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In scramble for science faculty jobs, timing is key

by  /  14 November 2016

This article is more than five years old. Autism research - and science in general - is constantly evolving, so older articles may contain information or theories that have been reevaluated since their original publication date.

Clare Harrop was a few weeks pregnant in October 2015 when she began applying to faculty positions. She was partway through her second postdoctoral stint, in Brian Boyd’s lab at the University of North Carolina at Chapel Hill. She had eight papers under her belt and another eight in progress. She sent out applications for 14 positions and landed four interviews — but received not a single offer.

Harrop began the application process all over again this October, now with 11 published papers. She is also applying for funding that she could take with her to a new position, something that might make her more “marketable,” she says.

Filling out the applications is practically a full-time job in and of itself, Harrow says, to be accomplished in addition to juggling her work for her principal investigator (PI) Boyd and the demands of being a new mother. “I spend most of my evenings working on stuff because there’s not just enough time in the day to do my own research, my PI’s research, apply for jobs and write papers,” Harrop says. “Knowing where to focus that time is hard: Do I focus on writing grants, or do I focus on writing papers?”

Harrop plans to submit an application for an independent grant early next year, but she may have to wait an entire year for the result. Applications for faculty positions are generally due in October for start dates the following year. This means Harrop could spend two more years as a postdoc before being able to use the grant as leverage for a job.

The circumstances leave Harrop and her family in an uncertain situation, to be upended if a job elsewhere in the country comes along. Harrop’s husband, an architect, will have to find work in a new city; when he moved to North Carolina for Harrop’s current fellowship, it took him six months to find a permanent job.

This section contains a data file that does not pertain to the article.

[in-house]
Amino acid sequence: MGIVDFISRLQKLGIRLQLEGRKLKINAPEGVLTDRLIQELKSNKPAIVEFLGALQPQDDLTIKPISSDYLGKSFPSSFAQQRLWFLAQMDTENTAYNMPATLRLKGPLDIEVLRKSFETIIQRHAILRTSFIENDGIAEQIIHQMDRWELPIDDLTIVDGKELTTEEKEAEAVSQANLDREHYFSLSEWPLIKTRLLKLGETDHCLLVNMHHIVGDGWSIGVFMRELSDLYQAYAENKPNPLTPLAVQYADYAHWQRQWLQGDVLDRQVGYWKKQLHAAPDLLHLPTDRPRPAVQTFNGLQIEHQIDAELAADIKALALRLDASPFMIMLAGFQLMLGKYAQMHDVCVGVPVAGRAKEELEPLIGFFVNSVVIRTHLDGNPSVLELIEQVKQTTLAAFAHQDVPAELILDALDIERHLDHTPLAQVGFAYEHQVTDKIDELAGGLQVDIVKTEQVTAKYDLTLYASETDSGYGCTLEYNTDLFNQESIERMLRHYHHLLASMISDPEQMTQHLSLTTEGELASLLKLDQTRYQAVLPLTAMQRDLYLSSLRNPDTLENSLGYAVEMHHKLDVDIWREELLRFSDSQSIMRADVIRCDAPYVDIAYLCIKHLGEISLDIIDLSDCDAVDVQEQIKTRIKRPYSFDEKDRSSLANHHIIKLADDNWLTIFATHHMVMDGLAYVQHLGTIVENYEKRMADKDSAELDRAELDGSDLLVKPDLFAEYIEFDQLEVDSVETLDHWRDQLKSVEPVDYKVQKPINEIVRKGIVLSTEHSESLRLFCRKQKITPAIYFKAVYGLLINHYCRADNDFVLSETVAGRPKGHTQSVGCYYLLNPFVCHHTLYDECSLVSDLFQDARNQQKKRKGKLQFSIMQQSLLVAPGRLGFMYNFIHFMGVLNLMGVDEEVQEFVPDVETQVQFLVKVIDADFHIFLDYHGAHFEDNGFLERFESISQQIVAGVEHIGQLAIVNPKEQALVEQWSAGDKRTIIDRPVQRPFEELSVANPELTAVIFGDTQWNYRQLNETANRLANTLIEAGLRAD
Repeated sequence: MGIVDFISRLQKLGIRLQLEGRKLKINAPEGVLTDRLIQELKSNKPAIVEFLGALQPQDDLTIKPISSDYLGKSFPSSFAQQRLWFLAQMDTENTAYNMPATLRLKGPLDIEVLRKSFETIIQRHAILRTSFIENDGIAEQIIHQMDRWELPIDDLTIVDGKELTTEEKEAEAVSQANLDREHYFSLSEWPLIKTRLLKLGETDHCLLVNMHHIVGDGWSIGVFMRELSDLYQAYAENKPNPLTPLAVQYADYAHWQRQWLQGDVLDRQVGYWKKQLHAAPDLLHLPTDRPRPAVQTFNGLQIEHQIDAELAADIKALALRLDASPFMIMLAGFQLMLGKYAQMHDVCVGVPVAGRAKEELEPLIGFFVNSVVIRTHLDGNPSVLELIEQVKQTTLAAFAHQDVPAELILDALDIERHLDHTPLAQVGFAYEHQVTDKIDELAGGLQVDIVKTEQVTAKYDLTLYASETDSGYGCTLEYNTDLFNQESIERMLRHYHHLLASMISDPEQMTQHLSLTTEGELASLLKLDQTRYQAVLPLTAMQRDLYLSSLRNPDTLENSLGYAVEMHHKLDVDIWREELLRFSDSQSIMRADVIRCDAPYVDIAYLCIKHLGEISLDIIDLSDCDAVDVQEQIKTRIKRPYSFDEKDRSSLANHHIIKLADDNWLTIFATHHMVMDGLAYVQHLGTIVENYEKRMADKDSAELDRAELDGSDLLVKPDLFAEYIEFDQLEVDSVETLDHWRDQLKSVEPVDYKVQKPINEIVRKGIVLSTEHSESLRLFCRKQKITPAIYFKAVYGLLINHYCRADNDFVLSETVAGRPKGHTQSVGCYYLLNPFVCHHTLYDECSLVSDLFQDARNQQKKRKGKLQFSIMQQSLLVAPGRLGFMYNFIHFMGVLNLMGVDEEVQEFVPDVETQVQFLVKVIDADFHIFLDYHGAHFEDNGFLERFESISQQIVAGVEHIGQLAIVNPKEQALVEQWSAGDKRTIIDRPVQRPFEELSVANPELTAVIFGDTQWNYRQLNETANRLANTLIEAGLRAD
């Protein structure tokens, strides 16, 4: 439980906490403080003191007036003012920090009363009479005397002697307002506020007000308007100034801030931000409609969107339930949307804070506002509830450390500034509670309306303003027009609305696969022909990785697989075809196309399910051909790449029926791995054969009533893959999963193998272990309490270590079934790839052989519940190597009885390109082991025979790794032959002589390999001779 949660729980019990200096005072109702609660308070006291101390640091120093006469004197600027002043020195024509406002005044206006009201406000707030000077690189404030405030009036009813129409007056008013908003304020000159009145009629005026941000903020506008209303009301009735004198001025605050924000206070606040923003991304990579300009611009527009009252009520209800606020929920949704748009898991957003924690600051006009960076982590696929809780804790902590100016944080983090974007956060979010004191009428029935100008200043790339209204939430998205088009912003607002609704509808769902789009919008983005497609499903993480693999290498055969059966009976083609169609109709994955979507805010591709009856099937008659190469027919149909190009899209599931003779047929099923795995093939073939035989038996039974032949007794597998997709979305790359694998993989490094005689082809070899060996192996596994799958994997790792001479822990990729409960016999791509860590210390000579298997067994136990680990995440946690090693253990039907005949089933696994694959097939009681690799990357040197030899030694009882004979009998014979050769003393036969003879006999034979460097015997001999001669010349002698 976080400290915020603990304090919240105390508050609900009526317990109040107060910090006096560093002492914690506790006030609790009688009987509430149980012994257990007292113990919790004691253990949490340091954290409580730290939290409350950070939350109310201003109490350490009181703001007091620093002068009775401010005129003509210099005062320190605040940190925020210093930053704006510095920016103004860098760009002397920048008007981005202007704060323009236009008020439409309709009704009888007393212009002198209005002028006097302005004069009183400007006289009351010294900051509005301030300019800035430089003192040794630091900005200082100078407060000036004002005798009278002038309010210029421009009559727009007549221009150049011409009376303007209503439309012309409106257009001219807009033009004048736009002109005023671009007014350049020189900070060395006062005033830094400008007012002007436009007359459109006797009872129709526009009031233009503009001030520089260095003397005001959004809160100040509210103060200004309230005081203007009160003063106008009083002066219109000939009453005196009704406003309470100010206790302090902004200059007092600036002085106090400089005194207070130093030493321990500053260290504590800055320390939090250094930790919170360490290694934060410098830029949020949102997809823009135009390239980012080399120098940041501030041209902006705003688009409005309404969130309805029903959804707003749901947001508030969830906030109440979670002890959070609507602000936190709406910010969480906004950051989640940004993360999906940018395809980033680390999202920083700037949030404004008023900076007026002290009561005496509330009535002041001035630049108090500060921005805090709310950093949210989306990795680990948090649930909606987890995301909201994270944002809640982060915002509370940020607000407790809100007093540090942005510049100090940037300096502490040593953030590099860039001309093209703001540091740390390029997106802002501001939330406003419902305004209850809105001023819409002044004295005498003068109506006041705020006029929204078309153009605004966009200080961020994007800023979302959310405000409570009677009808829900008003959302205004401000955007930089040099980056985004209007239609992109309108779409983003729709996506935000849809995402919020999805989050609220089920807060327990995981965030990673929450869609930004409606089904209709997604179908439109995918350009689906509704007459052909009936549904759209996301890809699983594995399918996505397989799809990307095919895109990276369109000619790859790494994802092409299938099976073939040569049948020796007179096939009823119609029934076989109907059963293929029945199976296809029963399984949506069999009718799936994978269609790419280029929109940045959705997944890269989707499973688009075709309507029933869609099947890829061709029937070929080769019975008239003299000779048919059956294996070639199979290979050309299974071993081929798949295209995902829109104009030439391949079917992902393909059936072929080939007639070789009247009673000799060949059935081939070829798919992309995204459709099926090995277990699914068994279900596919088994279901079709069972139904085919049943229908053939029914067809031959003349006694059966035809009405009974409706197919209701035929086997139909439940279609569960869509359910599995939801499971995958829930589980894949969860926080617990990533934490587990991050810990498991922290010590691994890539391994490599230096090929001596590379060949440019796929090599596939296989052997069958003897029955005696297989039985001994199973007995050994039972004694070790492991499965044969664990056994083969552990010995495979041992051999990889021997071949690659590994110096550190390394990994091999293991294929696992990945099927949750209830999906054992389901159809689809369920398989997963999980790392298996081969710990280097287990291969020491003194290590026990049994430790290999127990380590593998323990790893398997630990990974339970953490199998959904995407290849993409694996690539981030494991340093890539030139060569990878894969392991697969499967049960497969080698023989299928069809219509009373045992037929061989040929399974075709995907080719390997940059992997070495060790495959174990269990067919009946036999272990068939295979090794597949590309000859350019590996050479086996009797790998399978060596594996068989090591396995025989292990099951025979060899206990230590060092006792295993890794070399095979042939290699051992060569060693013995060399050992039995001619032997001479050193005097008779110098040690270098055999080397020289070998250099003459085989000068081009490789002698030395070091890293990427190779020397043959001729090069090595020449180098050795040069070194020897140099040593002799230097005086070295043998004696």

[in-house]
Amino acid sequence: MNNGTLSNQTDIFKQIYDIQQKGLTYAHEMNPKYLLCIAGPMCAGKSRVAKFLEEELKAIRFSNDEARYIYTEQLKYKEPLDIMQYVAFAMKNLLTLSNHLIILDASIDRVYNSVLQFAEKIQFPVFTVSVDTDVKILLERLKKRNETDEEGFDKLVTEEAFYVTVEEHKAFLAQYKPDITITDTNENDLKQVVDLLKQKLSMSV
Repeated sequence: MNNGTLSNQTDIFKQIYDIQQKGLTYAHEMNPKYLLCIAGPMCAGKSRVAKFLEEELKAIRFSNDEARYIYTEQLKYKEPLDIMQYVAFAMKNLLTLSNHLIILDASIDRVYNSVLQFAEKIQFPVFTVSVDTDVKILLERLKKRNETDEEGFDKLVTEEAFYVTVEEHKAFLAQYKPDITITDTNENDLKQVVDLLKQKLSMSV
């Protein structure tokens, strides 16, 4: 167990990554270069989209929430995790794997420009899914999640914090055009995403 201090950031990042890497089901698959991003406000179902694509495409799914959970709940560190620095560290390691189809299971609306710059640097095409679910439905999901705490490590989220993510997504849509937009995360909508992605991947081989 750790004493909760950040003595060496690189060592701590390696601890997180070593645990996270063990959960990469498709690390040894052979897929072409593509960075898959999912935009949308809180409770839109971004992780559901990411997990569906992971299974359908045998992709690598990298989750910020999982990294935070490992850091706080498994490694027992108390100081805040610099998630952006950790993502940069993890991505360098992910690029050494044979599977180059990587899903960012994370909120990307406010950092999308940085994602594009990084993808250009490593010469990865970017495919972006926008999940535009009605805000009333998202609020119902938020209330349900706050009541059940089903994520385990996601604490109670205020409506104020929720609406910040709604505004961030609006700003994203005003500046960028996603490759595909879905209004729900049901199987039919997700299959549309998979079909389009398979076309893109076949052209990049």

“That uncertainty is quite hard — at some point, financially you want to be in a better position,” Harrop says. “You don’t want to be treading water for such a long time.”

Treading water has become the norm for the thousands of postdocs like Harrop. A postdoctoral fellowship was once a three-year stint between finishing graduate school and starting a lab. But the scarcity of academic positions has bloated the low-paying position to six or even seven years. Having multiple postdoc positions is now the rule rather than the exception.

Some refer to this phenomenon as the ‘broken pipeline.’ Others call it a pyramid, in which a single lab chief has dozens of postdocs fueling her lab’s progress. There are not nearly enough faculty jobs for all of those fellows.

Too little time:

Megan Dennis is one of the success stories. Dennis says she knew that it would take not one but multiple prestigious publications to earn her a faculty position, so she dedicated her first few years in the lab entirely to work.